Sunday, April 4, 2010

"Lackey Money"

Ever since the middle of December when John Lackey (whose wife is from Maine, more on that later) signed with the Red Sox, every single media outlet has talked about how the money Josh Beckett will be looking for this offseason is going to use "Lackey Money" as a "starting point." While I did investigate last month that the pitchers are similar in more ways than just aggregate stats, it's still puzzling to me that a guy who has really only had one better-than-good year and quite a few underwhelming, injury-plagued, or flat-out bad years would "start" at being the highest-paid player on the team. (Insert Drew joke here.) The 36 home runs in 2006 is something that sticks out especially.

Beckett proved tonight that he's definitely worth that extra year, reminding me of how much I loved him back in 2003 when he fooled nobody, got hit hard every time he got hit, and got taken deep out of the park but did not go deep into the baseball game. When Scott Schoenweis takes the ball from the GRATE ROTAITION in the fifth inning, things aren't going too well. I'm going to try my best to listen to music only tomorrow because I don't want to hear about how Varitek should be his personal catcher.

Pedro's first pitch was a pleasant surprise. The Franchise asked me if Pedro's retired, and I said kind of but not really. I think it was Castiglione who said he came out from under the mango tree, which was probably the best line I've heard tonight, well, except for when my boy from Seattle told me he missed Beltre's 8 home runs and .208 average already.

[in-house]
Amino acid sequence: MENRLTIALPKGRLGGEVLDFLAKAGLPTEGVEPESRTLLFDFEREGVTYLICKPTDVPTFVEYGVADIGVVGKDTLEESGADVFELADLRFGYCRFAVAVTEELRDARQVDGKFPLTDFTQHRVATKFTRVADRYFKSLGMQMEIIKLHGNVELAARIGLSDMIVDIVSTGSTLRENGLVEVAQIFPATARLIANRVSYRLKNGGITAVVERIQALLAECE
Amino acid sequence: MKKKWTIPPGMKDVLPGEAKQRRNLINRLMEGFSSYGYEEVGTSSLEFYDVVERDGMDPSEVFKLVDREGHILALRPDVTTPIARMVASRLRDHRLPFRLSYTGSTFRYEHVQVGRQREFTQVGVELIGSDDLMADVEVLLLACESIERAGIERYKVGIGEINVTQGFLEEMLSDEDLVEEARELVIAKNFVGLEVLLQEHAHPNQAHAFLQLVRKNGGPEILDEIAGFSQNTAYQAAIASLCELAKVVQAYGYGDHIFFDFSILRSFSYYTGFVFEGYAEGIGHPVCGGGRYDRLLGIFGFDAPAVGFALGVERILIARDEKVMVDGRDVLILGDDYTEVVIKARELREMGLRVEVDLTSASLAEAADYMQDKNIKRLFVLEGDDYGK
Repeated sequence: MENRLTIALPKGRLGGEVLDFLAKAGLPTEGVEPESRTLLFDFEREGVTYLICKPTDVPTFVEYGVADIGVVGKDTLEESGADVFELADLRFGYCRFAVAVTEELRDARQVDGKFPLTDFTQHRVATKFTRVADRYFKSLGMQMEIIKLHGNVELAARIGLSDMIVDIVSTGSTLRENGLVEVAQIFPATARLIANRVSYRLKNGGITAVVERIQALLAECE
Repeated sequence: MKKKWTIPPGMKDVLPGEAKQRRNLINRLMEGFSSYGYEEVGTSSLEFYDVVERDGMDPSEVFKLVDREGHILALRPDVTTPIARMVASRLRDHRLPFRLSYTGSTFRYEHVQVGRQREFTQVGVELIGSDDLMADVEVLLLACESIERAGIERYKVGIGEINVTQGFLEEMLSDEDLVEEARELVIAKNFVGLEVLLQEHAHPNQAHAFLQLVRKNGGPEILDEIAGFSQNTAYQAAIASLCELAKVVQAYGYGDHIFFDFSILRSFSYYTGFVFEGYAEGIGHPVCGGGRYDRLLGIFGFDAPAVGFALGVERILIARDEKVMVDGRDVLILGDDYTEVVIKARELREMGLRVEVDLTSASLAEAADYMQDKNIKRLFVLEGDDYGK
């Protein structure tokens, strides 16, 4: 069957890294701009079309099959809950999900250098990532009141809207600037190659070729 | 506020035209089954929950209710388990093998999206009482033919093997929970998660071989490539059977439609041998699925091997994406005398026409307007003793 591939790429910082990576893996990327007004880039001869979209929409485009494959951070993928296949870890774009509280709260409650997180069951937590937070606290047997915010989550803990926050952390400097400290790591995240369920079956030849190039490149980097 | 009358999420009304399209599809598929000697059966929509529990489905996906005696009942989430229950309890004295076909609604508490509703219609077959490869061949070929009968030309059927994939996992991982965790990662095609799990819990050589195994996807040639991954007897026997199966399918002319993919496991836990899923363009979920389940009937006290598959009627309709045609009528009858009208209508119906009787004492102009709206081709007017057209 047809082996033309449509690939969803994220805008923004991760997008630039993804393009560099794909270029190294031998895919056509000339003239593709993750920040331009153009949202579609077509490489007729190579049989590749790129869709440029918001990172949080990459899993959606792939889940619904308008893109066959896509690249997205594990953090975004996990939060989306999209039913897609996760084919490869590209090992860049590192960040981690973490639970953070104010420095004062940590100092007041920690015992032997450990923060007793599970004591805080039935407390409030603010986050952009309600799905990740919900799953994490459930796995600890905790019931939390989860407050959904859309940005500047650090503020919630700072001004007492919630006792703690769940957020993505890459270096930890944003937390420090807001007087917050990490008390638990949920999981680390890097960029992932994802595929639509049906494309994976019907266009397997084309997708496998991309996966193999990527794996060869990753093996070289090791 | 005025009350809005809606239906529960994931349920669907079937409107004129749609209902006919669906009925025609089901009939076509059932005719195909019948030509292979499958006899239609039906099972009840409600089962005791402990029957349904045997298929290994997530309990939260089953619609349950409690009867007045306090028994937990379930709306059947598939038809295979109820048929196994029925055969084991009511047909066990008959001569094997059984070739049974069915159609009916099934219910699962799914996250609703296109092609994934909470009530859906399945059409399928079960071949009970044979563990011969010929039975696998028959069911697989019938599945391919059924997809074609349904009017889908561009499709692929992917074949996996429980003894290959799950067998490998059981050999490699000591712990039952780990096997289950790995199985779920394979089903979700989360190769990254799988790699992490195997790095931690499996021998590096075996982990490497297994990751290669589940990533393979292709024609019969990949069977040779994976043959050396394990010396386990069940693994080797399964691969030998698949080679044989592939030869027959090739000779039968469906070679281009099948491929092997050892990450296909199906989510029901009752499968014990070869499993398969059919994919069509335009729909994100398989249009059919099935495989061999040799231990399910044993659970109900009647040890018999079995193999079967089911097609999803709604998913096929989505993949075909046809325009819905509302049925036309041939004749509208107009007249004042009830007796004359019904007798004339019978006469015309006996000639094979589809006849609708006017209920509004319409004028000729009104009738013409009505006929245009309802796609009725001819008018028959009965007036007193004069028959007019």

Baseball season doesn't start until JD Drew takes a called third strike right down the middle and hits a weak ground ball to the right side in the same game. Baseball season started tonight.

NESN is giving me a few gems here tonight. Now, I have heard already that Michael Kay said that it was a great night in Baltimore tonight (and this was not being ironic about baseball seasons starting in the north), and I am happy that I am not getting instant fantasy stats from ESPN. But NESN's cracking me up in the following ways.

-They wasted no time talking about how Adrian Beltre was going to be a great pickup this year because of his 2004 stats. The first graphic they had on the screen during a Beltre at-bat this year detailed his 2004 stats. This is not made up, and this is more ridiculous than me judging Beckett solely on his 2006 performance in the first paragraph tonight.

-The commercial with John Lackey is stupid. As I said earlier, his wife is from Maine. Therefore, he has driven in rotaries before. He has probably driven on 128 before. It's pretty irresponsible.

-Also irresponsible is the fact that they are encouraging people to drink Bigelow Green Tea with the line "Francona's Favorite."

I had many conversations online and offline since Thursday night about whether the 37.5 blown saves figure is unreasonable for the 2010 Red Sox' bullpen. Tonight proved that it is not. I was typing a text message when it was 5-5 in the seventh. By the time I was done typing it, two Yankees were aboard with no outs. If the Red Sox had been up 6-5 and given up the two runs they gave up, that would be one blown save. The Pedroia home run would have put the Sox up 8-7. And Delcarmen hasn't even pitched yet. Delcarmen's inevitable four-pitch walk and subsequent double would be the second blown save of the night. They'd be on pace for 324 blown saves this year.

As I am running out of battery tonight, this post will be my first post of the season placed into the West Coast category. This is in honor of when night games on the West Coast were only covered until the 7th inning by newspapers back in the pre-Internet days. If the Yankees lose this game, expect something this afternoon from Pat. Between the Ho Train and Swisher, he should have something to write about.

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